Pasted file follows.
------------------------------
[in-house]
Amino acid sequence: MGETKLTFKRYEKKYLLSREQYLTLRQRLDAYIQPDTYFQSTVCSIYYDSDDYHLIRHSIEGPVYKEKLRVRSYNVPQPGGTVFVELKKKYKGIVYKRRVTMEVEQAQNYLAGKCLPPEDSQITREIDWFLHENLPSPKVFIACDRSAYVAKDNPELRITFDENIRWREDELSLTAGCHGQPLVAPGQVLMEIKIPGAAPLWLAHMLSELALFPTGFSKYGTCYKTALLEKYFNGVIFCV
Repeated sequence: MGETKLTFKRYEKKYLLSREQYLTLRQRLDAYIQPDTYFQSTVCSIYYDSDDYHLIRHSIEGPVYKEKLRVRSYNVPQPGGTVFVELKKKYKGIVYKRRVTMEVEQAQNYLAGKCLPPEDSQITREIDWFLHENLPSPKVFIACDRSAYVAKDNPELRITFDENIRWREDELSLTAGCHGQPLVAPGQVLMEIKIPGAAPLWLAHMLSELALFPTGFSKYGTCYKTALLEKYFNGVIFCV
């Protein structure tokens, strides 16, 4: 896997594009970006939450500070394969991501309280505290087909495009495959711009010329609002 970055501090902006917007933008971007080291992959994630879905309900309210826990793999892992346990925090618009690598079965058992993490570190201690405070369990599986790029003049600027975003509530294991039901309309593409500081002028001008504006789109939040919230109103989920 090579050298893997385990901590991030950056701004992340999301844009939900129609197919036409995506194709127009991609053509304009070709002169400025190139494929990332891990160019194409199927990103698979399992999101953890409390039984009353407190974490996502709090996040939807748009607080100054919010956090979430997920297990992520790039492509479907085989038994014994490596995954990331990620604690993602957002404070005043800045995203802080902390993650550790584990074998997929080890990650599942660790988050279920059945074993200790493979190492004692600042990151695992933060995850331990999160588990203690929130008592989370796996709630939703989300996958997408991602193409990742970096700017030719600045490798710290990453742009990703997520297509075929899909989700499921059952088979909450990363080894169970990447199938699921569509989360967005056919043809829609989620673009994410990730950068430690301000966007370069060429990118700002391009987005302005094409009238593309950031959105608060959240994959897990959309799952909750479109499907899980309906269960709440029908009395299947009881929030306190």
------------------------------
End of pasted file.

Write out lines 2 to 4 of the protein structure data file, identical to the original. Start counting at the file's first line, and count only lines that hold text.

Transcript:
Amino acid sequence: MGETKLTFKRYEKKYLLSREQYLTLRQRLDAYIQPDTYFQSTVCSIYYDSDDYHLIRHSIEGPVYKEKLRVRSYNVPQPGGTVFVELKKKYKGIVYKRRVTMEVEQAQNYLAGKCLPPEDSQITREIDWFLHENLPSPKVFIACDRSAYVAKDNPELRITFDENIRWREDELSLTAGCHGQPLVAPGQVLMEIKIPGAAPLWLAHMLSELALFPTGFSKYGTCYKTALLEKYFNGVIFCV
Repeated sequence: MGETKLTFKRYEKKYLLSREQYLTLRQRLDAYIQPDTYFQSTVCSIYYDSDDYHLIRHSIEGPVYKEKLRVRSYNVPQPGGTVFVELKKKYKGIVYKRRVTMEVEQAQNYLAGKCLPPEDSQITREIDWFLHENLPSPKVFIACDRSAYVAKDNPELRITFDENIRWREDELSLTAGCHGQPLVAPGQVLMEIKIPGAAPLWLAHMLSELALFPTGFSKYGTCYKTALLEKYFNGVIFCV
């Protein structure tokens, strides 16, 4: 896997594009970006939450500070394969991501309280505290087909495009495959711009010329609002 970055501090902006917007933008971007080291992959994630879905309900309210826990793999892992346990925090618009690598079965058992993490570190201690405070369990599986790029003049600027975003509530294991039901309309593409500081002028001008504006789109939040919230109103989920 090579050298893997385990901590991030950056701004992340999301844009939900129609197919036409995506194709127009991609053509304009070709002169400025190139494929990332891990160019194409199927990103698979399992999101953890409390039984009353407190974490996502709090996040939807748009607080100054919010956090979430997920297990992520790039492509479907085989038994014994490596995954990331990620604690993602957002404070005043800045995203802080902390993650550790584990074998997929080890990650599942660790988050279920059945074993200790493979190492004692600042990151695992933060995850331990999160588990203690929130008592989370796996709630939703989300996958997408991602193409990742970096700017030719600045490798710290990453742009990703997520297509075929899909989700499921059952088979909450990363080894169970990447199938699921569509989360967005056919043809829609989620673009994410990730950068430690301000966007370069060429990118700002391009987005302005094409009238593309950031959105608060959240994959897990959309799952909750479109499907899980309906269960709440029908009395299947009881929030306190």